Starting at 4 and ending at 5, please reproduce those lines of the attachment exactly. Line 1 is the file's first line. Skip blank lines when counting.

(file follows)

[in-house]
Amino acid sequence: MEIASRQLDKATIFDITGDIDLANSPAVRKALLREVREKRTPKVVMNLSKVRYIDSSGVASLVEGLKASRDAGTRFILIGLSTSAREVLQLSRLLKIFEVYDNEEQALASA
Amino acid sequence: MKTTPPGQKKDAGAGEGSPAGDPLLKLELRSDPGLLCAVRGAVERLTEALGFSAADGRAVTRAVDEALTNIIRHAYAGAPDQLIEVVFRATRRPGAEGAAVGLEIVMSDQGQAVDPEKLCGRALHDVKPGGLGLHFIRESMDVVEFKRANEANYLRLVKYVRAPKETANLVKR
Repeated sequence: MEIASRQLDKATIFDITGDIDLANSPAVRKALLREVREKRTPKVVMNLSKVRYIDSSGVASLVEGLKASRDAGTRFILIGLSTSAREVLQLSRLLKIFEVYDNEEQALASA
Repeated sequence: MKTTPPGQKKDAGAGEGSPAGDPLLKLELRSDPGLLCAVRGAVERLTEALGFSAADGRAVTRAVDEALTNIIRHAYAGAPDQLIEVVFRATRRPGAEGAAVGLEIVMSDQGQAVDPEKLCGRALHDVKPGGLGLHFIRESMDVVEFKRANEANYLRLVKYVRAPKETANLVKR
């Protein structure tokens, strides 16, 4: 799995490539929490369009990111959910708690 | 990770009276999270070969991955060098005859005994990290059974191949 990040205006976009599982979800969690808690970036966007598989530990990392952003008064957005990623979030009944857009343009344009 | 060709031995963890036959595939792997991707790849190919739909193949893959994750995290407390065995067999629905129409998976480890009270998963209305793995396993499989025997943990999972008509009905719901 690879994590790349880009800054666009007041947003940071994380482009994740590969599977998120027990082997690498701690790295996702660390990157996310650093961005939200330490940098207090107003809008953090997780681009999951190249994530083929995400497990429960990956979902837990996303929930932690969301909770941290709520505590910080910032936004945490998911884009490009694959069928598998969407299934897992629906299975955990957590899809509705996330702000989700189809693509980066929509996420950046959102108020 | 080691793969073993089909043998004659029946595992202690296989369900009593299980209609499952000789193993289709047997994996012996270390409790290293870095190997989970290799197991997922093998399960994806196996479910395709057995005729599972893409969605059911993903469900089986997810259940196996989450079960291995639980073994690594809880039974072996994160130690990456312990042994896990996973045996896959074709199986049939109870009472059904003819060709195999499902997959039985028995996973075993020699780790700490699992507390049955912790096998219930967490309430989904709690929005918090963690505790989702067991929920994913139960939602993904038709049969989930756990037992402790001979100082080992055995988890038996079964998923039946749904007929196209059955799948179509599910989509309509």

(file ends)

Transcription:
Repeated sequence: MEIASRQLDKATIFDITGDIDLANSPAVRKALLREVREKRTPKVVMNLSKVRYIDSSGVASLVEGLKASRDAGTRFILIGLSTSAREVLQLSRLLKIFEVYDNEEQALASA
Repeated sequence: MKTTPPGQKKDAGAGEGSPAGDPLLKLELRSDPGLLCAVRGAVERLTEALGFSAADGRAVTRAVDEALTNIIRHAYAGAPDQLIEVVFRATRRPGAEGAAVGLEIVMSDQGQAVDPEKLCGRALHDVKPGGLGLHFIRESMDVVEFKRANEANYLRLVKYVRAPKETANLVKR